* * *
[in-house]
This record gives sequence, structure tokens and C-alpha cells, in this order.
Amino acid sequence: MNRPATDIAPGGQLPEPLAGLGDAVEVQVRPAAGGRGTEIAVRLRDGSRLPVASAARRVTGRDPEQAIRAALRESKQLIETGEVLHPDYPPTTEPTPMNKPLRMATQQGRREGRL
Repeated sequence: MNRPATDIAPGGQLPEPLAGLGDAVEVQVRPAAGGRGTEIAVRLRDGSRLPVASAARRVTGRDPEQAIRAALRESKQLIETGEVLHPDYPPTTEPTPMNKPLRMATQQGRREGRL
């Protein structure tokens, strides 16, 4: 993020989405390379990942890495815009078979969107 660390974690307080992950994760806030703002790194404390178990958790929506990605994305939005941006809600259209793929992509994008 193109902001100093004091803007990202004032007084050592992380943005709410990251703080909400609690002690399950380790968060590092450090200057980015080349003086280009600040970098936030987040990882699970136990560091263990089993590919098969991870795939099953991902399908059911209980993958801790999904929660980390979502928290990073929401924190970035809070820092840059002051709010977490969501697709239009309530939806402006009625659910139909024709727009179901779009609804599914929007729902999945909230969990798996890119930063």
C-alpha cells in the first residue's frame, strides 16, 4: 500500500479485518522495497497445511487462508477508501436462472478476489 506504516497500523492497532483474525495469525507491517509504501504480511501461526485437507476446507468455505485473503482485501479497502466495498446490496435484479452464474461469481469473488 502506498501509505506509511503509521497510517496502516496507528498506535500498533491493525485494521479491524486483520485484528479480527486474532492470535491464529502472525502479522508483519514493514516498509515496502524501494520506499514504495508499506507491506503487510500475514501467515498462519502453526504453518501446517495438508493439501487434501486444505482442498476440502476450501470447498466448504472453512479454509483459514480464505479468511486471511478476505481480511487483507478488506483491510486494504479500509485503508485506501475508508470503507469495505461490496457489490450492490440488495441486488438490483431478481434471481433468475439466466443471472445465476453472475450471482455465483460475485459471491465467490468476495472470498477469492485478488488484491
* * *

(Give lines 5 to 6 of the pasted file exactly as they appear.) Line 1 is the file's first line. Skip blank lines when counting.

């Protein structure tokens, strides 16, 4: 993020989405390379990942890495815009078979969107 660390974690307080992950994760806030703002790194404390178990958790929506990605994305939005941006809600259209793929992509994008 193109902001100093004091803007990202004032007084050592992380943005709410990251703080909400609690002690399950380790968060590092450090200057980015080349003086280009600040970098936030987040990882699970136990560091263990089993590919098969991870795939099953991902399908059911209980993958801790999904929660980390979502928290990073929401924190970035809070820092840059002051709010977490969501697709239009309530939806402006009625659910139909024709727009179901779009609804599914929007729902999945909230969990798996890119930063």
C-alpha cells in the first residue's frame, strides 16, 4: 500500500479485518522495497497445511487462508477508501436462472478476489 506504516497500523492497532483474525495469525507491517509504501504480511501461526485437507476446507468455505485473503482485501479497502466495498446490496435484479452464474461469481469473488 502506498501509505506509511503509521497510517496502516496507528498506535500498533491493525485494521479491524486483520485484528479480527486474532492470535491464529502472525502479522508483519514493514516498509515496502524501494520506499514504495508499506507491506503487510500475514501467515498462519502453526504453518501446517495438508493439501487434501486444505482442498476440502476450501470447498466448504472453512479454509483459514480464505479468511486471511478476505481480511487483507478488506483491510486494504479500509485503508485506501475508508470503507469495505461490496457489490450492490440488495441486488438490483431478481434471481433468475439466466443471472445465476453472475450471482455465483460475485459471491465467490468476495472470498477469492485478488488484491